Posted by: thebluemusicblog | July 5, 2013

JAPAN 3 – TSUNAMI MARCH 11, 2011, A SAD TALE

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Danidjan HIROJAMA is a very nice and friendly YMCA secretary in Sendai YMCA. On March 11, 2011, when the earthquake happened and when the Tsunami hit one hour after the earthquake, Danidjan was working at the YMCA. He was living close to the coast, and he immediately took out to search for his wife and son of three years. It was chaotic situations on all the roads and it was snowing heavily. No use to try the car, so Danidjan grabbed his bicycle and struggled through the snow.He found nobody at home, so he continued to the school, where his wife was working, and there he found both of them safe and sound!

We met a young sports instructor in Sendai YMCA. His family lived 70 km away, and he also took his bicycle and set out through snow and storm and came down to the coastal area. His family was nowhere to be found. All were gone.

YMCA in Sendai was a safe  place and received a lot of refugees. One of the restaurant owners in the city sent his food over, and got other restaurants to do the same, so soon the YMCA was known for its excellent food. I met this restaurant owner, and we had a good meal in his place.

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MARCH 25, 2011.

This is two weeks after the Tsunami hit, and below the same bridge today, two years after. In all this chaos electricity, radio and TV were out, and no information could be heard many places. One woman from the local authorities took responsibility and ran up and down apartment buildings and got people to get out and to assemble in safe rescue halls. In this way she saved a lot of lives, but she was taken by the wave  herself and died.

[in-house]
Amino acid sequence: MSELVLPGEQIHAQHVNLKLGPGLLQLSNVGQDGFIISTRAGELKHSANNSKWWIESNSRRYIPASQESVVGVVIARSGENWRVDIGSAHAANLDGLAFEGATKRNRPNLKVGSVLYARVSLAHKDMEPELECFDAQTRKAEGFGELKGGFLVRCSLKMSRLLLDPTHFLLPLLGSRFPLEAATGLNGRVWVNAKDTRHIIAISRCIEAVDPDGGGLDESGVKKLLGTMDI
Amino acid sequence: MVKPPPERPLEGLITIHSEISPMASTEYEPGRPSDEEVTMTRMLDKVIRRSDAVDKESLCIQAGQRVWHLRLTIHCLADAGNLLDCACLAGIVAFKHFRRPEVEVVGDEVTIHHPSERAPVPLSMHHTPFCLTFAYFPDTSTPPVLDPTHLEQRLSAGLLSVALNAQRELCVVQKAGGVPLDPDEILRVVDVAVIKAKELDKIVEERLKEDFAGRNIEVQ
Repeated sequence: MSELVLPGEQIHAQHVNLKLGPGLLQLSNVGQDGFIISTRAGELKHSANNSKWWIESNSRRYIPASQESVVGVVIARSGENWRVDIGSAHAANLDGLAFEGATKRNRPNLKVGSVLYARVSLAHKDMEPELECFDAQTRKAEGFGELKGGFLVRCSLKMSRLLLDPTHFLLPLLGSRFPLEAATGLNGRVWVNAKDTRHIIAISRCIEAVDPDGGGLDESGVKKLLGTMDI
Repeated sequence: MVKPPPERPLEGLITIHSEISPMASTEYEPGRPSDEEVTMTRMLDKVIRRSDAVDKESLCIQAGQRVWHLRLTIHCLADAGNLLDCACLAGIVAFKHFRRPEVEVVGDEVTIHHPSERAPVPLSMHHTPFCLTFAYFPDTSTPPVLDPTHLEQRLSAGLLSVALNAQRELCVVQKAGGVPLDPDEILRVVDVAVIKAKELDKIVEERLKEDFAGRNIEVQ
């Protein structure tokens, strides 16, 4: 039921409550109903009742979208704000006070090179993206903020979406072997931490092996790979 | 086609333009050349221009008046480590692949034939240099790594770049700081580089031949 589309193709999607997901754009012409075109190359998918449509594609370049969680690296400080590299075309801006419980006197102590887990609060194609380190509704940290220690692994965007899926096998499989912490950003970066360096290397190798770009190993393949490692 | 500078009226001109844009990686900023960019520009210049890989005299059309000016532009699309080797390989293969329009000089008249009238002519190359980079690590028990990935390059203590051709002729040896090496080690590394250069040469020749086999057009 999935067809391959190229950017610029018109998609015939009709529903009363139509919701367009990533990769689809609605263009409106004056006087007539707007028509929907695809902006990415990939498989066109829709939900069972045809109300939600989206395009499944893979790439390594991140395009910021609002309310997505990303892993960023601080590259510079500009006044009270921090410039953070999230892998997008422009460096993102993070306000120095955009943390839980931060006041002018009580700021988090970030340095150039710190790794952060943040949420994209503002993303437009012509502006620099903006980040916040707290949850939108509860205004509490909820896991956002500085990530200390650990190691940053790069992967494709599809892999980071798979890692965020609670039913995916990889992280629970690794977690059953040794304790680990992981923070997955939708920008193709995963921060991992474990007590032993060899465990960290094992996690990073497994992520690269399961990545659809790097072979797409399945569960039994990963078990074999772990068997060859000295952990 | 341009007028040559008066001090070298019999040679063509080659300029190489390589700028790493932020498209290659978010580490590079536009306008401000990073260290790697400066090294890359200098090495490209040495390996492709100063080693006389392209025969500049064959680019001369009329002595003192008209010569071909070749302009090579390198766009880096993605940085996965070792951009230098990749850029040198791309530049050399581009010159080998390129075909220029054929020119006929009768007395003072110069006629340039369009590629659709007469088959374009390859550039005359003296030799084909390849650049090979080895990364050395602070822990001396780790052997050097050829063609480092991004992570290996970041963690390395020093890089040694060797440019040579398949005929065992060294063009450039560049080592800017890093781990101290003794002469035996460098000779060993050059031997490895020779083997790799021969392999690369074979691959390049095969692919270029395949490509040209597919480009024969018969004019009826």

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Today, the same bridge, June 2013.

When the emergency alarm came on radio and TV after the earthquake, the messages were not overly dramatic. The first warning said that there would be a Tsunami of 50 cm – 1 m height. Next warning said 5 m, then 7m. The highest wave hit on more than 40 m height. Many people followed the warnings and went up to hills and high places to wait. When nothing happened, after 40-50 minutes a lot of people decided to go home and check their homes. Then the wave hit merciless and all was chaos. Gas tubes opened up and petrol storages took fire, so in addition to earthquake and Tsunami there were explosions and fires.


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Tona Junior High  School was full of children and teachers. The earthquake came at 2.46 p.m. At that time the youngest pupils had already gone home. Most of them were taken by the wave. At 3.48 the Tsunami hit, and all the pupils and teachers were assembled on the roof, where you can see the fences. They were safe.

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From the ground floor, where we can see the enormous and brutal force of the Tsunami wave.

IMG_2295This is from the next floor. just above the wave. The school was preparing for graduation day the next day, and the blackboard is full of positive greetings and good wishes for successful lives from the school kids  to one another.